As a painter of horses, Bing is certainly not alone. And she is just as certainly a self-aware participant in a notable, and complex, tradition. But Bing is unusual in her panoptic focus, her desire to represent the horse as something besides a powerful, and perhaps ominous, natural force. Especially over the last two centuries – that is, for the course of the Industrial Revolution – the horse has figured as one of the most dynamic, if also one of the most elusive, leitmotifs in painting, and it is the multivalence of this leitmotif that Bing seeks to explore, with a focus as intense as its very subject.
Even in relatively straightforward, narrative depictions, such as in those of the American West, the horse has taken on a mystical aura, embodying at once the presence and the absence of human civilization. In other contexts, the horse becomes everything from nature’s perfect machine to humankind’s hope for transcendence. The synergy of horse and rider has inspired artists as disparate as Frederic Remington and Vasily Kandinsky; and the horse without rider has galloped through canvases as different as Rosa Bonheur’s and Susan Rothenberg’s.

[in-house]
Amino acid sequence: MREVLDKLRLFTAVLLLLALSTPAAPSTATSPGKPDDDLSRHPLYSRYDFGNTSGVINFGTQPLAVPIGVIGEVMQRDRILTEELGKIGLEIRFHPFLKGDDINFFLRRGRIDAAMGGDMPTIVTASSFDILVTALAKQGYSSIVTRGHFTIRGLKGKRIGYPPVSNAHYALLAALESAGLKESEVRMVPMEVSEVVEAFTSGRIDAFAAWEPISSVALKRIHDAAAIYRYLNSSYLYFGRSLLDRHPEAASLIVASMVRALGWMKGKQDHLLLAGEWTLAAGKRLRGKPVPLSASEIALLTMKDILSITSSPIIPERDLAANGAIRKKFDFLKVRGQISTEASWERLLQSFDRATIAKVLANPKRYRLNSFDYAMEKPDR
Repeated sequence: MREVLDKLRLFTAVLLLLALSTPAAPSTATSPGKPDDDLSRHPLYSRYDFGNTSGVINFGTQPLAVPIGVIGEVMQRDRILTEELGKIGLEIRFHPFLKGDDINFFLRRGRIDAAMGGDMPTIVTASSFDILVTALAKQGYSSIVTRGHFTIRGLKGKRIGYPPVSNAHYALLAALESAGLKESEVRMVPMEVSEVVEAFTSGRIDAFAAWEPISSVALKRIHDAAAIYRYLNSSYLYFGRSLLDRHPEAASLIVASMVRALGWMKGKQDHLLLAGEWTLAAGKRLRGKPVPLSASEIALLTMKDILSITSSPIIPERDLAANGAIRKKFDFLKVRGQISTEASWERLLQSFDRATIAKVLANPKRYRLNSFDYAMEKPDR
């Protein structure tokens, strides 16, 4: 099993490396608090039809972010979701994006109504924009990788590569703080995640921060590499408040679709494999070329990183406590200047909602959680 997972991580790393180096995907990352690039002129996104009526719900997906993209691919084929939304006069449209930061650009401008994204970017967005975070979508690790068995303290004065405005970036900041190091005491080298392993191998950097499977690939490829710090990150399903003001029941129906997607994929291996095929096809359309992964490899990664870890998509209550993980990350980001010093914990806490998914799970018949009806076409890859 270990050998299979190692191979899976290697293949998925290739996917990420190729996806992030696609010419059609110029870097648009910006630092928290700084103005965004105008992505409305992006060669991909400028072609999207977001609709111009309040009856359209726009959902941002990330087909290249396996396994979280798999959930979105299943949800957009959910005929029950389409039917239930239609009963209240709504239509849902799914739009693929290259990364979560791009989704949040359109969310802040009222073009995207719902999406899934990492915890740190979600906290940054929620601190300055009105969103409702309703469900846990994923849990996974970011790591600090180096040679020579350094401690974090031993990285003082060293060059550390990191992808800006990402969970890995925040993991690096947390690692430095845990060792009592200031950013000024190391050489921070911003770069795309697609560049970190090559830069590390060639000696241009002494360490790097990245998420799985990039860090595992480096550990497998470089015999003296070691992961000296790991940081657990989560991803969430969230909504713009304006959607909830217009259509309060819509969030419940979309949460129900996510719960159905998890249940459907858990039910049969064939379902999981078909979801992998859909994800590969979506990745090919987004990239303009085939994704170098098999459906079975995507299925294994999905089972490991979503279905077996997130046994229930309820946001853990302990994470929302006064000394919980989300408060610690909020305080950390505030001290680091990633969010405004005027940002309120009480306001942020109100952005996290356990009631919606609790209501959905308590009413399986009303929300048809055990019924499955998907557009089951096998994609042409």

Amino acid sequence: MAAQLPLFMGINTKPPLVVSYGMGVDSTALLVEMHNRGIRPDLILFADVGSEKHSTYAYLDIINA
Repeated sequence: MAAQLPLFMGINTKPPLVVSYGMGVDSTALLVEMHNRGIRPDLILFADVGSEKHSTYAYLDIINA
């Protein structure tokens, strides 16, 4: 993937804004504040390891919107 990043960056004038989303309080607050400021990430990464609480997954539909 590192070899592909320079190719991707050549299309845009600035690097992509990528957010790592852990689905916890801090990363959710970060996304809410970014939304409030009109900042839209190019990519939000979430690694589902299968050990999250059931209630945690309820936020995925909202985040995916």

The unfettered horse, note, has been a particular province of female painters – indeed, of female artists in all media; what for men would seem to be a feral, threatening creature appears to women as the very force of nature itself, even (as in Deborah Butterfield’s sculpture) when at rest. The horse alone is a constant presence in Bing’s work. But so is the horse bestrided – and, most unusually, the horse embraced, but not necessarily mounted, by its human counterpart. Bing seeks to explore the various facets of the equine presence in human consciousness, clearly regarding these facets not as contradictory but as complementary.
What is constant in Bing’s art is its technical and concomitant visual fluidity, its aqueous appearance and gentle but persistent texture. These abstract qualities would seem to essentialize Bing’s comprehension of “horseness”: she regards the animal as a manifestation not simply, or even primarily, of power and challenge, but one of grace and harmony. In its hippie universe, and equine universality, Bing’s painting reassures us that, while the apocalypse may be heralded by horsemen, horses themselves aver the sweet timelessness of nature.
Peter Frank is editor of Visions art quarterly, art critic for the LA Weekly, and writes for many art and general publications. He has organized exhibitions around the world, and is the author of several books. A native of New York, where he wrote about art for the 5oHo Weekly News and the Village Voice, Frank now lives in Los Angeles.